JB: Prohibitions and instructions manifest themselves in signs. „This is prohibited…that is not possible…this is forbidden“. In a tight bureaucratic commanding tone, the possible and impossible are marked. At the same time the signposts point us in the „right“ direction. The boundaries, which are determined by symbolic and physical barriers, are difficult to overcome. It would be downright morally questionable to simply leave the fortified path.. The lined paths are a warning that it would not be wise not to comply to the given directions. If we weren’t talking about invisible borders and mental infrastructures all the time, I wouldn’t necessarily have questioned the demarcation of the site. There will be reasons for exploring the site in this specific way, won’t there?


JL: The formalism continuous but at least ruderal plants take over from the lawn. We follow a path that had been made by filling up train tracks. Lifted from the ground level you hesitate when stepping down, but it is allowed. Even spraying on the walls – at least Mondays to Saturdays, before 15:00. From in between the trees the path takes us into the open meadow. The walkway is now elevated higher, leaving no doubt that the ground is off limits due to species that are rare in Germany but invasive in other regions. A natural protected site. I imagine that the designer of the park imagined it to be some sort of island of wilderness ‘rescued‘ from the ongoing process of urbanisation. Walking along this too well choreographed sequence of density and openness, of darkness and light, the natural park becomes something like a botanical garden, throwing itself into the embrace of planetary urbanisation (conf. Brenner 2017, p.17) while actually trying to evade it.
OKZ: Centimeters of grass grow through the rusty looking metal walkway that hovers on the derelict train tracks for minimum human impact. Touching the more-than-human world appears not to be allowed even for a minimum of infrastructure nowadays, yet it had been even violently touched for industrial purposes long ago as we learn from one of many signs along the walkway telling of the history of the site. From signs explaining recent conservation efforts and the “ecosystem services” of bees and plants, we learn that only sheep are allowed to touch (or better: to eat) in order to manicure the unruly growth of grass. Animal and plant life in this protected area of the Naturpark Südgelände can only thrive in its alleged unruliness once the human visitors are made ruly. I can feel this process creeping into my body, directing my gaze only up into canopies or towards lookouts built for the ruled gaze to assure itself of the neat unruliness of desired growth and abundance. Looking out into “the green world” from the rusty metal outpost, as a visitor called it, we inherit the colonizers´ gaze. Like from a surveillance tower we look onto the domesticated nature, rarely laying down in the grass with our bellies touching ground and watching the creepiness of insects acting out their cultural geographies.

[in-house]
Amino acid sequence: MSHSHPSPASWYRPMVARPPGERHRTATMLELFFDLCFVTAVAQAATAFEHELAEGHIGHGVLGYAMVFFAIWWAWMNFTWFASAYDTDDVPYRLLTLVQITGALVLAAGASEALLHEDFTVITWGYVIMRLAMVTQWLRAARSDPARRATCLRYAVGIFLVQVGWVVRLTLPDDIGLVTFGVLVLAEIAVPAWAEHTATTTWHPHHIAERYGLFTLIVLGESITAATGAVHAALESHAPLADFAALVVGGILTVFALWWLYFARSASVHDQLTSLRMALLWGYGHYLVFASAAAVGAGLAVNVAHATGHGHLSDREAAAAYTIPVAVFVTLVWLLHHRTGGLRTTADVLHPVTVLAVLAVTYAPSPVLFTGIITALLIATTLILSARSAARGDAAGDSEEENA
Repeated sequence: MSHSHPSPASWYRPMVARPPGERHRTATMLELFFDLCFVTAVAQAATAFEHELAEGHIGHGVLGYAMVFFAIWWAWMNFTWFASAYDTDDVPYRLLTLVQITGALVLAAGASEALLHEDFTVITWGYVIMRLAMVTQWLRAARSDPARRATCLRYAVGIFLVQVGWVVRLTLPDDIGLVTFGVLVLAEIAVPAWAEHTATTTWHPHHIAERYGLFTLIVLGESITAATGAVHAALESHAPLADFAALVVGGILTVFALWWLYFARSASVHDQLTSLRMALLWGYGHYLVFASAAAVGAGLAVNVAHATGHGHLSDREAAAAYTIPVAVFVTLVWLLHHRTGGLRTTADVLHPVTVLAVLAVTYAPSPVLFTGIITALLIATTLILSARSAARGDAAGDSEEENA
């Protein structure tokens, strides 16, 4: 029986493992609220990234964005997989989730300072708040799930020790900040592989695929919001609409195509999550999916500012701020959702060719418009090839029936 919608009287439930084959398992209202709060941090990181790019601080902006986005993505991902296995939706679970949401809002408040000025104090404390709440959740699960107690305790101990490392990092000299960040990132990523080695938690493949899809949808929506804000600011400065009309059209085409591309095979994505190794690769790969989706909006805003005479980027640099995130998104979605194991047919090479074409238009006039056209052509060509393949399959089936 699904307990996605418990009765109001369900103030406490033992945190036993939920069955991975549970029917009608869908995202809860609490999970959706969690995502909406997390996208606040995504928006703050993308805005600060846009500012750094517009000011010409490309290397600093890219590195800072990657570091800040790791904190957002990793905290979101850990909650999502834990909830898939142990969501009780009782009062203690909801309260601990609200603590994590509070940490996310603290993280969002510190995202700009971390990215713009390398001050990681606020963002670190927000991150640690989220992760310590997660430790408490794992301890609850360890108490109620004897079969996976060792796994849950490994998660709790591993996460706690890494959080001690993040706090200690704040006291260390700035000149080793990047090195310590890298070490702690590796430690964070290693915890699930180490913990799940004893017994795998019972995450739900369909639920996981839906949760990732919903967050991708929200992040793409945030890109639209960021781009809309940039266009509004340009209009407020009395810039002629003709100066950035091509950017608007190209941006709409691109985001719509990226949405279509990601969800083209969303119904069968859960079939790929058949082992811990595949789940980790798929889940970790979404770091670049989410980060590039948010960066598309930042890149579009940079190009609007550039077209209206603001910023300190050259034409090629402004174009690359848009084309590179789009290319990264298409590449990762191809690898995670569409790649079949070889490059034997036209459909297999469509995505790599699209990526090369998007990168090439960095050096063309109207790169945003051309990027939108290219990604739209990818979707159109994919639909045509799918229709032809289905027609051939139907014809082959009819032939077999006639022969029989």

JB: If it were allowed to enter the meadows, it could happen that the habitats of the different species would not be respected. But will they in the form of an enclosure? Questions arise regarding accessibility, appreciation, and preservation. We see a contradiction or rather a tension between the desire for control and the unruly. But who is controlling and who is being unruly? It always comes back to me wanting to play around. Possibly an urge to disobey in the clearly structured grids of this urban museum. The reduction of the experience to the visual, and perhaps to the auditive, displeases me. I want to climb, dig, lie down, run, explore in an intuitive, maybe bodily way. Being able to experience the place only in a certain way also suggests a specific audience which is desirable. The question is also who is actually the audience here and whether we ourselves are not perceived in a specific way. Perhaps by all the other-than-human actors. Are we intruders or caregivers, threat or welcome guest? What role do we play in this more-than-human performance? Are we just being observed, registered, analyzed and evaluated by the multitude of living beings in the field? Who exactly is looking at us? The plants, the animals, the bacteria, the fungi, and if they are looking at us, how will we ever know?